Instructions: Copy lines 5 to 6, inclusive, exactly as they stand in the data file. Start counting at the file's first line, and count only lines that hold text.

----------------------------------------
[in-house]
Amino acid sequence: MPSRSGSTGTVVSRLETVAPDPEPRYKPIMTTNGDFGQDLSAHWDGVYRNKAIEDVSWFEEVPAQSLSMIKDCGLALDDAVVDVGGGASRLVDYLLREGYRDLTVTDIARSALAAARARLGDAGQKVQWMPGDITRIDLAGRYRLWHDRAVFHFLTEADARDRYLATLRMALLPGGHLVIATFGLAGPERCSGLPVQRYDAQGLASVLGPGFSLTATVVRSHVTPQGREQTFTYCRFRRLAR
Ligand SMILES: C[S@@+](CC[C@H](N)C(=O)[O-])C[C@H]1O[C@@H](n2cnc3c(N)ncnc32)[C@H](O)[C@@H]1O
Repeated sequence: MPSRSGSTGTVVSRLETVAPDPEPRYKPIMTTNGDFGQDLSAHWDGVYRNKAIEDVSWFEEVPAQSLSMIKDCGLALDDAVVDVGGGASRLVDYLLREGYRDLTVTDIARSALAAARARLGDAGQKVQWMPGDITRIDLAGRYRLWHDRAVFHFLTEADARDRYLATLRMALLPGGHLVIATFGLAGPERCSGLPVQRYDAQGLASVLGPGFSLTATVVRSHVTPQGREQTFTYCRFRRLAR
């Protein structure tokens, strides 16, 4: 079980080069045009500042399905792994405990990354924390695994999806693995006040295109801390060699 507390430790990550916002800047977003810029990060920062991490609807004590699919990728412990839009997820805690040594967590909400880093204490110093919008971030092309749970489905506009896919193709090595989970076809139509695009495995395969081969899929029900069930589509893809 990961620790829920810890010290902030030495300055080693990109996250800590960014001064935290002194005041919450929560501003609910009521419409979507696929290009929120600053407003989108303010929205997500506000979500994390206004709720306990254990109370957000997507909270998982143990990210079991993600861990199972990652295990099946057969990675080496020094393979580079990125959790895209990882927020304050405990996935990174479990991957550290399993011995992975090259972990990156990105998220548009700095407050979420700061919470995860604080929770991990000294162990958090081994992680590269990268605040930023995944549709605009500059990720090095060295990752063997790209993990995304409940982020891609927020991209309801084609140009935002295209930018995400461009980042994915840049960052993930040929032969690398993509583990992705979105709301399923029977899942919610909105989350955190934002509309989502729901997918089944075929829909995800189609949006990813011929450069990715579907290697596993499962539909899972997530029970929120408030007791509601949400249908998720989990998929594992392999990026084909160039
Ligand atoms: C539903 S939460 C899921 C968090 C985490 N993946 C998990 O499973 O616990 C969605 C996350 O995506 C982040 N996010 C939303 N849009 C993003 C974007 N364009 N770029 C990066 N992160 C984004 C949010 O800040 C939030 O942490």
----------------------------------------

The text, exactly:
């Protein structure tokens, strides 16, 4: 079980080069045009500042399905792994405990990354924390695994999806693995006040295109801390060699 507390430790990550916002800047977003810029990060920062991490609807004590699919990728412990839009997820805690040594967590909400880093204490110093919008971030092309749970489905506009896919193709090595989970076809139509695009495995395969081969899929029900069930589509893809 990961620790829920810890010290902030030495300055080693990109996250800590960014001064935290002194005041919450929560501003609910009521419409979507696929290009929120600053407003989108303010929205997500506000979500994390206004709720306990254990109370957000997507909270998982143990990210079991993600861990199972990652295990099946057969990675080496020094393979580079990125959790895209990882927020304050405990996935990174479990991957550290399993011995992975090259972990990156990105998220548009700095407050979420700061919470995860604080929770991990000294162990958090081994992680590269990268605040930023995944549709605009500059990720090095060295990752063997790209993990995304409940982020891609927020991209309801084609140009935002295209930018995400461009980042994915840049960052993930040929032969690398993509583990992705979105709301399923029977899942919610909105989350955190934002509309989502729901997918089944075929829909995800189609949006990813011929450069990715579907290697596993499962539909899972997530029970929120408030007791509601949400249908998720989990998929594992392999990026084909160039
Ligand atoms: C539903 S939460 C899921 C968090 C985490 N993946 C998990 O499973 O616990 C969605 C996350 O995506 C982040 N996010 C939303 N849009 C993003 C974007 N364009 N770029 C990066 N992160 C984004 C949010 O800040 C939030 O942490």